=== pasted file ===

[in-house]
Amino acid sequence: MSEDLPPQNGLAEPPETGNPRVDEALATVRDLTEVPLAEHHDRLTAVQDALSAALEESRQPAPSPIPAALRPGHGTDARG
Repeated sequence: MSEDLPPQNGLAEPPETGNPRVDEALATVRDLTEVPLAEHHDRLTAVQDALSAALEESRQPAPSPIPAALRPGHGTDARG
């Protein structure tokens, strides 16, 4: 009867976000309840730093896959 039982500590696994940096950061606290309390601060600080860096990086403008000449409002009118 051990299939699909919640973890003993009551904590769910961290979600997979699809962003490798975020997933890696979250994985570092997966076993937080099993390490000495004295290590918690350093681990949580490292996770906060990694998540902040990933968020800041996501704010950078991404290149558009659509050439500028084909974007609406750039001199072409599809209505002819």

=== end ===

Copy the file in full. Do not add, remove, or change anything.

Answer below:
[in-house]
Amino acid sequence: MSEDLPPQNGLAEPPETGNPRVDEALATVRDLTEVPLAEHHDRLTAVQDALSAALEESRQPAPSPIPAALRPGHGTDARG
Repeated sequence: MSEDLPPQNGLAEPPETGNPRVDEALATVRDLTEVPLAEHHDRLTAVQDALSAALEESRQPAPSPIPAALRPGHGTDARG
């Protein structure tokens, strides 16, 4: 009867976000309840730093896959 039982500590696994940096950061606290309390601060600080860096990086403008000449409002009118 051990299939699909919640973890003993009551904590769910961290979600997979699809962003490798975020997933890696979250994985570092997966076993937080099993390490000495004295290590918690350093681990949580490292996770906060990694998540902040990933968020800041996501704010950078991404290149558009659509050439500028084909974007609406750039001199072409599809209505002819």